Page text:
Three events held last week will mean a lot for India. The first one was IBM
announcing a $6 billion investment plan for India, which can be achieved, only
if there are enough techniÂcally qualified people avaiÂlable. The second was
about Red Hat's plan to include India in its 'One Laptop per Child'
program. And the third was the Indian PresiÂdent APJ Kalam's flight in the
Sukhoi fighter jet.
Let me start with the much talked about $6 billion IBM investment plan. This
move speaks volumes for the confidence that organizaÂtions like IBM and their
top of the line world custoÂmers place on India. They sincerely believe that
outsÂourcing to Indian professioÂnals will get them cost as well as quality
advantages. ComÂpanies such as IBM do not work on cost advantages alone.
While India is already an established outsourcing destiÂÂnaÂtion, this
mega invesÂtÂment from IBM has stumped everybody; most of all, its
competitors. This move should trigger many others to start or enhance their
current India operaÂtions. Beyond reasons of competition, this is also a big
confidence builder. If IBM is going there, it must be on the basis of concrete
As India's acceptability and standing goes up, so do the challenges. One
major chalÂlenge that India will face in its run up to the top slot will be the
unlimited supply of talent pool. Bring up the subject of quality manpower
availability with any software company or BPO setup, and you will only hear of
probÂlems and complaints. I beliÂeve that quality manpower, over the next
10-15 years will make all the difference.
It is in this context, that India Inc as well as the Indian government should
seriously consider the Red Hat 'One Laptop per Child' initiative. It's a
dream plan, which counÂtries such as India could turn to their advantage. As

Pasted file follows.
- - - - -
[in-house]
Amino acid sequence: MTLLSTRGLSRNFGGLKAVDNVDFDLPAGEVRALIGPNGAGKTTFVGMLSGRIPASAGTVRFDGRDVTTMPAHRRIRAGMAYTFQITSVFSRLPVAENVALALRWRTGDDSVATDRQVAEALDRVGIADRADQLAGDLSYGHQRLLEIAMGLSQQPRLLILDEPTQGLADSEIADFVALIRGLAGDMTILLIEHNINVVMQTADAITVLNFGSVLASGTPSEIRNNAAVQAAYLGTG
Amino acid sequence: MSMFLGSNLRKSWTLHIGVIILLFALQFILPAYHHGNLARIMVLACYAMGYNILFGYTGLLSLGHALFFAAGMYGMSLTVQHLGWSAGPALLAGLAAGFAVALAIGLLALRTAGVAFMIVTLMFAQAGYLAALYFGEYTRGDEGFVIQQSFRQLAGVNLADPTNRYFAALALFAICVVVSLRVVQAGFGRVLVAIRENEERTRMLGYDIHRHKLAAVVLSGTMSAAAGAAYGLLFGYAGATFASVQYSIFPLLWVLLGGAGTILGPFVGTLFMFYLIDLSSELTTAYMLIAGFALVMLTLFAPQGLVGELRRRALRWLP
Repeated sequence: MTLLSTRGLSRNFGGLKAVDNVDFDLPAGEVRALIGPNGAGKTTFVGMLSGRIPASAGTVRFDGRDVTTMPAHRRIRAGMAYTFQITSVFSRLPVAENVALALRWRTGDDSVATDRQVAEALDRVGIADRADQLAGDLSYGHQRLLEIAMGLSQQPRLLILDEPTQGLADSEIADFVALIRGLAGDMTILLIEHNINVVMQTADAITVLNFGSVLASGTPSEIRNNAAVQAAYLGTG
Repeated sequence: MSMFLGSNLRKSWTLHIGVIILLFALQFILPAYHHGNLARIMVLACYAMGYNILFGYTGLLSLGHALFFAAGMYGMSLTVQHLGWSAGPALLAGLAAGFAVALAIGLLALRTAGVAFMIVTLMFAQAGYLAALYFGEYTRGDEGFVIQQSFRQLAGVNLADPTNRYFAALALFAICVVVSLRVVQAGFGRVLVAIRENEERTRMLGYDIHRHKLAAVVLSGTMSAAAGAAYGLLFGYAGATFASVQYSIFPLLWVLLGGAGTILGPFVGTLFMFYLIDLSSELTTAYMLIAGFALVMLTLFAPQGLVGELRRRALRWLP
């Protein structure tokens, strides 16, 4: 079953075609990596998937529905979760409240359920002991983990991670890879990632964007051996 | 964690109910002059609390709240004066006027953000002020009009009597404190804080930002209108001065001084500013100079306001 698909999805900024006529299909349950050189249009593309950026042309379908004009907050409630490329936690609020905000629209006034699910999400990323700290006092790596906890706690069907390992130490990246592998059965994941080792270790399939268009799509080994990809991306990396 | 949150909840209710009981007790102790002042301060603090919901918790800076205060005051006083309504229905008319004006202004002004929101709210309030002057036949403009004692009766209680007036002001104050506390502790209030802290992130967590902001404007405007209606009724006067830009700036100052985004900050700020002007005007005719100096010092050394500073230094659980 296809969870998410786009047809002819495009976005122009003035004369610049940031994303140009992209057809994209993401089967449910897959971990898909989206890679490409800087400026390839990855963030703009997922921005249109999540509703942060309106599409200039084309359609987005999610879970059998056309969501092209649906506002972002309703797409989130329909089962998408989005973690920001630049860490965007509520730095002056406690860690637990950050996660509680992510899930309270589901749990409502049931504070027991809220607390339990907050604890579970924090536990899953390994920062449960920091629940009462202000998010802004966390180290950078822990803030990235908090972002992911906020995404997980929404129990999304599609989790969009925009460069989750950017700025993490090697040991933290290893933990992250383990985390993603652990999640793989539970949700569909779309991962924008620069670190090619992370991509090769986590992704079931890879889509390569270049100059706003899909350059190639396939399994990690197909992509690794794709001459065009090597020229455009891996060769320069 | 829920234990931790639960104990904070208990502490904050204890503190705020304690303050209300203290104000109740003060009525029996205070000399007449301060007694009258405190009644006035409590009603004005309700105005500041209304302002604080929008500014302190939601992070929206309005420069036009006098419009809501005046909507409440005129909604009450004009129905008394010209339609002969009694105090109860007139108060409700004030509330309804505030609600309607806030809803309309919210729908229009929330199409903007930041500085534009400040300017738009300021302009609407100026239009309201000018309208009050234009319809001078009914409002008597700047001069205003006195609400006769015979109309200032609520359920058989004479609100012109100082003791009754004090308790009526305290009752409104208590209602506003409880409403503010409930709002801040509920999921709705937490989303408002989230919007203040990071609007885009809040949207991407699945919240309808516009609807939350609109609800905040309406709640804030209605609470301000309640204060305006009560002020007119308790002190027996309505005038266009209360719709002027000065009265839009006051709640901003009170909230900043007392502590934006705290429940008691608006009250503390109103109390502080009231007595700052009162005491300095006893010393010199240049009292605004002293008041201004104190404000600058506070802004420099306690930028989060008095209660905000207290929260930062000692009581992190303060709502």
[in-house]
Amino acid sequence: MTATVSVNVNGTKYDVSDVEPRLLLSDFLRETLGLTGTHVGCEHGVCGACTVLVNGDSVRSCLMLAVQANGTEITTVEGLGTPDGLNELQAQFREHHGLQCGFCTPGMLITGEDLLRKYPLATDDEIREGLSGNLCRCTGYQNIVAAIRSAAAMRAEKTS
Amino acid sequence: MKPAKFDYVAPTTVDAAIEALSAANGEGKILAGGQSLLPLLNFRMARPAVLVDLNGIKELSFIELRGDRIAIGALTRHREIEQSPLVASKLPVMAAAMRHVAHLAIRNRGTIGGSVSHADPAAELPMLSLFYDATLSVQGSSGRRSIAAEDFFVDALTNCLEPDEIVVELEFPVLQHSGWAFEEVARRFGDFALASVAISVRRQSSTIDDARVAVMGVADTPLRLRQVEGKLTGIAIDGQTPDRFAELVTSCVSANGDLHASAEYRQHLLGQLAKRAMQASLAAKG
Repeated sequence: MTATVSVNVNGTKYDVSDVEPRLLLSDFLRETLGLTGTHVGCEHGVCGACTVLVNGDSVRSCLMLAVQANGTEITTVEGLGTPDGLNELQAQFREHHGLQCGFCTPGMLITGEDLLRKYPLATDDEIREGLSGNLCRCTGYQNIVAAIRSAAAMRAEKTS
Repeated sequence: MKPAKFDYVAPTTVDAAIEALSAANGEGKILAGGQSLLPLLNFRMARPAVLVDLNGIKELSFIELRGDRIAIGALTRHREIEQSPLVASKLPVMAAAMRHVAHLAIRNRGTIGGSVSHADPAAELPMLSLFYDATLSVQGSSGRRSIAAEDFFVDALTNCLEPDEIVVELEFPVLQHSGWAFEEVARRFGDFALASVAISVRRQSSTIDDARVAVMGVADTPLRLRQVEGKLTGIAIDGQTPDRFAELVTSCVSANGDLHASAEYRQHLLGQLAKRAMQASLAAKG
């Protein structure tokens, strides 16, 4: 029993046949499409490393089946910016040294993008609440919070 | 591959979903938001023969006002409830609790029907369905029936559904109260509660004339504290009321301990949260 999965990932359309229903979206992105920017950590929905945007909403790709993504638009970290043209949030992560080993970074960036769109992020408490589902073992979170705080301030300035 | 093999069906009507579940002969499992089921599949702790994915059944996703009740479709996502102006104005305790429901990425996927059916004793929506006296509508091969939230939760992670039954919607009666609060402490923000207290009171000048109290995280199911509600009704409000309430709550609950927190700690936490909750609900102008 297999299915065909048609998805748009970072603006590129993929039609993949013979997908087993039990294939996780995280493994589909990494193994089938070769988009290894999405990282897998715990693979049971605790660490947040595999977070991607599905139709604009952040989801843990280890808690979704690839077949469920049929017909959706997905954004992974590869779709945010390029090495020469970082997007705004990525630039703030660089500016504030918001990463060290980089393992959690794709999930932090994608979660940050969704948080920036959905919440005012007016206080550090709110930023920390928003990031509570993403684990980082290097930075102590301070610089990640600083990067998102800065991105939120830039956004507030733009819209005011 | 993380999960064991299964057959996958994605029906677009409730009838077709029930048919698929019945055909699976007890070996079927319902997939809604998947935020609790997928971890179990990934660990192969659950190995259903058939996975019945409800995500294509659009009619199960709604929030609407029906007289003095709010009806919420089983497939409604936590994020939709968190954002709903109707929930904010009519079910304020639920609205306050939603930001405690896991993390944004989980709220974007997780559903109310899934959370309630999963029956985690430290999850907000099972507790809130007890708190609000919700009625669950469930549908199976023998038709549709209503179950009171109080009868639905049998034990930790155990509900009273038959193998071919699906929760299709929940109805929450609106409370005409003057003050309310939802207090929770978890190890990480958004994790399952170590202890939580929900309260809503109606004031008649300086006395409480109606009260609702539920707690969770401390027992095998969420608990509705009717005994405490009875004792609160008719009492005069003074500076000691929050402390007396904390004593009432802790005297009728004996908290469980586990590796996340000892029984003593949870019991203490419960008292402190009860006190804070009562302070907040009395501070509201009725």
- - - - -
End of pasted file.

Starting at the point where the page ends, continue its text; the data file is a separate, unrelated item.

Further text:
per this plan, children in developing nations will be able to get a laptop for
$100 in the next few years. Unless there are big hidden costs, India will greaÂtly
benefit from this program. If India wants to be an IT superpower in the future,
it needs PCs for its children, today. As of now, the response to this program
has been very lukewarm.
Obviously, there are quite a few concerns that many of these companies have.
How smooth will it be to run these large operations out of India? Will they find
infrastructure, government support, and business and industry policies
conducive? Are these compaÂnies confident that this is a long-term investment?
PresiÂdent Kalam attending the IBM function is a very clear mesÂsage of the
government supÂport in making India a global IT hub. Kalam said, “IT is key.
Not just business leaÂders, but even country's leaders need to get
involved in it”.
And finally let me also explain why President Kalam's flight in the Sukhoi
fighter jet is so significant. This flight was a symbol of the confidence and
ambition that India is capable of. TCS, Wipro, Infosys, Mittal Steel, and
Reliance are global giants emerging out of India, we now have a 76-year old head
of the nation who dons a pilots gear and flies in a supersonic fighter aircraft.
Kalam's flight, therefore, conveys to the rest of the world that the political
leadership in India now wants to do things that only Prime Ministers and PresiÂdents
of rich and famous countries did.
The world will continue to enhance its ranking of India, but that makes the
task even more difficult. India will quickly have to work out an effective
education infraÂstrucÂture that will be able to produce capable workers. The
industry and the governÂment will have to work together on this. India will
need to make itself a great place to do business. And the country will need to
produce and support leaders who have the capability to dream big and deliver
(The writer is the editor of Dataquest)